In one embodiment, the graph database service 700 uses a partitioned indexing scheme to enable querying of the graph database using any of the supported query languages. In one embodiment, the index creation component 110 may create and maintain indices for every global column in the primary table in the graph database. In one embodiment, the index creation component 110 may create and maintain indices for many but not necessarily all global columns in the primary table in the graph database, e.g., for columns that are intended to be queryable or searchable. In one embodiment, a per-column index may be a table or other columnar data structure that includes multiple rows, and each row may include the values associated with the column corresponding to the index. In one embodiment, a per-column index may also be referred to as a property-scoped index. In one embodiment, each row in a per-column index also includes a pointer to the corresponding row in the primary table in the graph database. In one embodiment, the indices 160A-160N may be stored as separate data structures from each other and from the triple table 150, e.g., in storage managed by or otherwise accessible to the graph database service. In one embodiment, the indices may effectively be partitioned by column name. In one embodiment, by way of contrast, such per-column indexing in a conventional relational database would often be prohibitively expensive due to the vastly greater number of locally scoped columns that may be managed in a relational database management system. In one embodiment, the generation and maintenance of indices is performed by the graph database service 700 automatically, e.g., without being directly prompted by user input directing the indexing tasks. In one embodiment, by way of contrast, the generation and maintenance of indices for a conventional relational database is typically a manual task that requires user input to customize the indices.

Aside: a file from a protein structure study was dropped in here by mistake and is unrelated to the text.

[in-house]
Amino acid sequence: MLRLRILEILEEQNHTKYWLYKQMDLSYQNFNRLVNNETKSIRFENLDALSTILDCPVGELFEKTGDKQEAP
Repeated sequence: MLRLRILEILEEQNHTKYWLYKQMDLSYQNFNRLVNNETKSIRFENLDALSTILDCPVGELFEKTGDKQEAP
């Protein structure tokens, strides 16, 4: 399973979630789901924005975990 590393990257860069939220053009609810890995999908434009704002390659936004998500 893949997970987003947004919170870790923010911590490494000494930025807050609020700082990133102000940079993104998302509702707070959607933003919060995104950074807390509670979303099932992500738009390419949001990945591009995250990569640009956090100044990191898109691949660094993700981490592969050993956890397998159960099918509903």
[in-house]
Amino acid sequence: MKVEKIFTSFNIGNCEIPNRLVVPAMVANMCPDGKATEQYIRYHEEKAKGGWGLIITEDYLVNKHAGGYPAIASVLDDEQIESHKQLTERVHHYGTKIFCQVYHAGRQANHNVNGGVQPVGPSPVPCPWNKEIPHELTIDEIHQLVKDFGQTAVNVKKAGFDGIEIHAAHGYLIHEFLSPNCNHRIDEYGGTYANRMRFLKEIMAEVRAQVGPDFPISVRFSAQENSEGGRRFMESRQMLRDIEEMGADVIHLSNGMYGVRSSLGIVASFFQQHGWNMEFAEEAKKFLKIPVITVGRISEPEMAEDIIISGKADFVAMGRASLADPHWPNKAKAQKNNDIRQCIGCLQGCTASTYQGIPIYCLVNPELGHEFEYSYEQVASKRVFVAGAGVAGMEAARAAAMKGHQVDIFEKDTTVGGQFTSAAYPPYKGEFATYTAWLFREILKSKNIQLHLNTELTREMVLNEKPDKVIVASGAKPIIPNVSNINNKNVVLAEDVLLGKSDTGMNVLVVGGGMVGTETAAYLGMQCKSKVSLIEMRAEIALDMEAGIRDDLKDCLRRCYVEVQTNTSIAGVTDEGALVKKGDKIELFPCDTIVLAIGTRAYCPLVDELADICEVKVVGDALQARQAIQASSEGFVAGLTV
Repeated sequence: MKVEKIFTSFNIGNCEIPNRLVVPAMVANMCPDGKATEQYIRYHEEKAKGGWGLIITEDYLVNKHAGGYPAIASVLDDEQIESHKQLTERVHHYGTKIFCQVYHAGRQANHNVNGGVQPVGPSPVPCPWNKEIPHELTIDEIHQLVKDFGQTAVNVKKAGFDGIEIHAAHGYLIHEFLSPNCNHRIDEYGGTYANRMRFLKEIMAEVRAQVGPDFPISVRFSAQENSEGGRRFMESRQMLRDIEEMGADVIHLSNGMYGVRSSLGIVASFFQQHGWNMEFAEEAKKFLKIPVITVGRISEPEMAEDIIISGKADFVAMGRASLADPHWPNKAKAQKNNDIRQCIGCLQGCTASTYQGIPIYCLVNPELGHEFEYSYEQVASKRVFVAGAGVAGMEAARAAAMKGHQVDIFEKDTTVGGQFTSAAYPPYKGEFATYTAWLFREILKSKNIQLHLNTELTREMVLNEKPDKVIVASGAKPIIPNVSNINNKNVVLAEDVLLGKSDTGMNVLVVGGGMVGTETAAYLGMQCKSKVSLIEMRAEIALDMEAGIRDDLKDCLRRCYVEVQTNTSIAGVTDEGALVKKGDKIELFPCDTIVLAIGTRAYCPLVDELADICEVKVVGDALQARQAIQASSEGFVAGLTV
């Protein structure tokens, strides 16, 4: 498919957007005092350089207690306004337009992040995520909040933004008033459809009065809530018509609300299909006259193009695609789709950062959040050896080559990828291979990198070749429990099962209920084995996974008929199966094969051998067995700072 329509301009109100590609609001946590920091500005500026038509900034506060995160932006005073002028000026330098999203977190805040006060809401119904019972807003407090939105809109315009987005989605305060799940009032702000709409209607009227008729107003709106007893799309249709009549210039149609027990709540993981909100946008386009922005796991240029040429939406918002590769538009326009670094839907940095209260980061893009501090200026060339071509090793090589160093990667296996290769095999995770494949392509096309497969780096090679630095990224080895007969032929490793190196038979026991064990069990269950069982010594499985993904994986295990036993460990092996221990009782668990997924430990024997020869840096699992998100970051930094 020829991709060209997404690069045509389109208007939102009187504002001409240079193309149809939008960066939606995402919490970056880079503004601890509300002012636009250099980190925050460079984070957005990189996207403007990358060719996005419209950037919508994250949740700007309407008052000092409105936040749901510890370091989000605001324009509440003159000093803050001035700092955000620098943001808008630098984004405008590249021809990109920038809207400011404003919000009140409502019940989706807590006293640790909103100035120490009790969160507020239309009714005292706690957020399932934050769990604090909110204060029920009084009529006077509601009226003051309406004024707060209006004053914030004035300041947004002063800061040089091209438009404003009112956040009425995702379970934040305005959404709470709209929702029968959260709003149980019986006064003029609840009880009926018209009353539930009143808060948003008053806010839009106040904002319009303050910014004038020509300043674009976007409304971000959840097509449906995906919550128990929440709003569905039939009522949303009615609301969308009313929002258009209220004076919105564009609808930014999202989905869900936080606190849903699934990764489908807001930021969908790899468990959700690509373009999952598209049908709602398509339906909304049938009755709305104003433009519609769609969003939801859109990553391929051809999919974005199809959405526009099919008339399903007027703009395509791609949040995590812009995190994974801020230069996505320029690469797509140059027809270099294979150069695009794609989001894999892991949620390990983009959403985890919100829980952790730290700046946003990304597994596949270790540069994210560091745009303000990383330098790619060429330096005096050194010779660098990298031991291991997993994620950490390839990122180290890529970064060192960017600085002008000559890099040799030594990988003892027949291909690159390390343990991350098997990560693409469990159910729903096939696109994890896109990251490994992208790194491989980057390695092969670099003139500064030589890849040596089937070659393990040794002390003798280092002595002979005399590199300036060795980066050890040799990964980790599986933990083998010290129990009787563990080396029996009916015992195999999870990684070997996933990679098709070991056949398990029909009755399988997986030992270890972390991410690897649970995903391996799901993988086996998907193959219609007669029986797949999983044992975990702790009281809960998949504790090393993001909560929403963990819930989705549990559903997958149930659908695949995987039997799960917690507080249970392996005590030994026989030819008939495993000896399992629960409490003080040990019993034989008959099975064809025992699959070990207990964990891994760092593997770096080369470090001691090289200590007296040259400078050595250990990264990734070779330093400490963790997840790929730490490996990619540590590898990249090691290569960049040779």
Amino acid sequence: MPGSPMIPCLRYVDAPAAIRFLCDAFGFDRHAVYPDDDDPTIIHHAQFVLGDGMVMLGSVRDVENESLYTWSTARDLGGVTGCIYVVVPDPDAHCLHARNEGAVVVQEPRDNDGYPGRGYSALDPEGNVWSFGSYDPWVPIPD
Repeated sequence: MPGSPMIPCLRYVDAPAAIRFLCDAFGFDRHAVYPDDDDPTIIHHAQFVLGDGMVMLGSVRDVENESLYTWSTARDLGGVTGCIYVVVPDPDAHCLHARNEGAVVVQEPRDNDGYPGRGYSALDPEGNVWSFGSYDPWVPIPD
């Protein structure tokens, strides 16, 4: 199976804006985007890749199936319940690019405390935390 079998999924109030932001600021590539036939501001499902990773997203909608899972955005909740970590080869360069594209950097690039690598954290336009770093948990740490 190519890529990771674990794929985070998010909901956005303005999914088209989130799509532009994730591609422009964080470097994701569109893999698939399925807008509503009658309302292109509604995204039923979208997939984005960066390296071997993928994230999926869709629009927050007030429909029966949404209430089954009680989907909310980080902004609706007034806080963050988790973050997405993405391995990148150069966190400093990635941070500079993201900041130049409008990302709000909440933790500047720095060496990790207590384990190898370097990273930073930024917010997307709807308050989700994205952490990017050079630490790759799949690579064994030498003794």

In one embodiment, the graph database service 700 includes a query planner 730 that optimizes queries and generates execution plans. In one embodiment, to perform a query, the query planner 730 may refer to the indices corresponding to columns associated with the query. In one embodiment, a statistics generation component 120 generates and maintains statistics for the indices in order to optimize queries. In one embodiment, the statistics generation component 120 generates and maintains sets of statistics corresponding to individual indices, such as statistics 121A-121N corresponding to the indices 160A-160N. In one embodiment, the statistics may be stored using any suitable storage technologies, e.g., in storage managed by or otherwise accessible to the graph database service 700. In one embodiment, the statistics for an index may represent distributions of values within the corresponding column. In one embodiment, for example, the statistics may indicate how many times a particular value occurs within the column, how many triples having numeric values within a particular numeric range occur within the column, how many triples having string-typed values beginning with a particular character occur within the column, and so on.